2. mathwizards says:

    Jeb Bush and Joel Klein?? Why would I waste my time on that? Niki sums it up well. Common Core = NO VENDOR LEFT BEHIND thanks to Bill Gates and Obama.

  3. MOMwithArain says:

    IF the schools are choosing lousy math programs/text books and forcing the teachers to use a dumbed down program, what makes anyone think they will choose quality software?

    IF the school refuses to teach basic grammar, what makes anyone think they will choose software that teaches basic grammar?

    If the school uses history textbooks void of facts, what makes anyone think they will use quality software?

    IF the school pushes political indoctrination instead of actual science, what makes anyone think they will use quality software?


    • Oldschool says:

      Only Kumon Math will work for kids k thru 3rd grade. How can kids doing 5,000 out-of-sequence-confusing math problems a year compete with a system that offers kids 50,000 perfectly written math drill questions a year (besides the regular math curriculum.) Doubters should do their own comparison. Americans don’t know how to write efficient math drills and they’re too arrogant to use those of the Japanese.

  4. Matthew Ladner says:

    When I posted this I said to myself “Despite the fact that this has absolutely nothing to do with Common Core, anti-Common Core comments coming in 5, 4, 3, 2, 1….”

    Unfortunately my plane dropped below 10,000 feet and I lost wifi, but you guys did not disappoint once I reached the ground.

  5. Teacher Joe in LA says:

    Amen to Nicki, Wizzard and the Mom-Brain.

  6. […] more here: Juan Williams: Fixing Our Schools august, carpe diem, digital, friends, home, jeb bush, log-nbspout, rick ogston, school of one, […]

  7. Greg Forster says:

    Here’s a question. If schools are currently so bad at choosing curricula, how do you create a system that will choose better curricula? If the current system is liable to prioritize vendors over the educational mission, how do change that? I mean, other than just telling the system to make better choices – the strategy that has flourished so well for fifty years?

    It’s the school choice, stupid! 🙂

    • Oldschool says:

      There’s only one choice for early childhood math–the Japanese system of Kumon Math. The American Society for Engineering Education said the same thing but special interest groups continue to fight it. Same problem with foreign language: American kids should be learning foreign languages beginning in kindergarten but that’s not happening, so our kids fall further and further behind, costing the economy billions while more and more jobs go to bilingual immigrants.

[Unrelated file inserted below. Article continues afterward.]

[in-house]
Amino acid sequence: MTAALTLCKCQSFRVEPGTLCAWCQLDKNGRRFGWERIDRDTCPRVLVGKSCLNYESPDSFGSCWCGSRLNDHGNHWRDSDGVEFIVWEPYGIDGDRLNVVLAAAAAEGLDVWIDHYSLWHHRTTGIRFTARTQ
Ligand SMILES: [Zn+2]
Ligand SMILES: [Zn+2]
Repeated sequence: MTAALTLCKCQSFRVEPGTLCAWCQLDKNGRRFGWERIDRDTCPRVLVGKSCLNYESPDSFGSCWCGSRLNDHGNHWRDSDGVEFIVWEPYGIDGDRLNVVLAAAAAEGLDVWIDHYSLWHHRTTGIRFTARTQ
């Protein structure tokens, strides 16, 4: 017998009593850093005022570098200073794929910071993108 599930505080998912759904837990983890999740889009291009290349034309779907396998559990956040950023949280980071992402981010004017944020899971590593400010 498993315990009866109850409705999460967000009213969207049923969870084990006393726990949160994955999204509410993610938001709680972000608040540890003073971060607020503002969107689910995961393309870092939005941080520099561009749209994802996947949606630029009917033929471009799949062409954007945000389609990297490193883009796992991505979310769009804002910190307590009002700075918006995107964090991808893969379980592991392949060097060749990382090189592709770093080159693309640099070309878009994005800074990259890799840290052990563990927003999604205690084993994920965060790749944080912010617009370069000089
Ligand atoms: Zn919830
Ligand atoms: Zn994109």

8. Barry Stern says:

    I’ll have to go with Niki Hayes on this one. A great curriculum makes teachers better. It’s also essential to hire teachers who can relate to students, persist until they learn.and enjoy teaming with students and other teachers to get everybody over the bar.

    Imagine, for example, an educational program called Fast Break that applies the principles of sports teams to learn fundamentals and keeps getting better as the players (instructors and students) coalesce as a team. The program would be a module in the school curriculum, an intensive 5-8 hours a day pre-season training that gets students ready for the “season”. To ensure rapid learning and develop in students a compelling vision of success, courses would be team taught, cross-disciplinary, computer-assisted, highly experiential and applied. Coaches (teachers) would always would be available to counsel and give pointers. Like members of a sports team students would help one another succeed. Indeed, even if they made good academic progress, they wouldn’t graduate unless they demonstrated good teamwork and willingness to exceed expectations.

    Actually, Fast Break exists. This 300-hour model concentrated into 8-12 weeks was developed by Focus:HOPE in Detroit in 1990, replicated in Los Angeles with a National Science Foundation demonstration grant in 1995 and expanded in Michigan and Alabama in 2000 with state funding. Students typically make 2+ grade-level gains in reading and math (1-2 WorkKeys levels) in just 2-3 months, and they obtain employable skills in computer applications, as well as teamwork, customer service, conflict resolution and other job readiness skills. The model has been very successful in helping young adults in Detroit, Los Angeles, Flint and other communities move ahead to career entry positions or college. Employers and colleges are highly satisfied with the graduates, describing them as “self-starters” who learn fast and can collaborate effectively within and across work groups both ‘live’ and virtually.

    Fast Break attracts young people and persuades them to work hard because it operates much like a high performing sports team. The program emphasizes teamwork, daily practice of fundamentals, daily feedback on individual and team performance, effective time management, continual communication among staff and students on how and why to do better the next day, continual opportunities to integrate theory and practice and to apply skills in game-like (“real world”) settings, expectations of helping fellow teammates to improve, and the targeted use of technology to diagnose and improve abilities and communicate results instantly to those professionals who are accountable and to owners (boards and taxpayers) who foot the bill.

    Members of the best teams like the best companies want to be driven, want discipline, want to exceed expectations, and want to be part of a group with a higher purpose and winning mission. Moreover, they want to stay together long enough to produce excellence. Sustained time together in search of a noble cause also helps teenagers and young adults develop what they want most of all—good friends.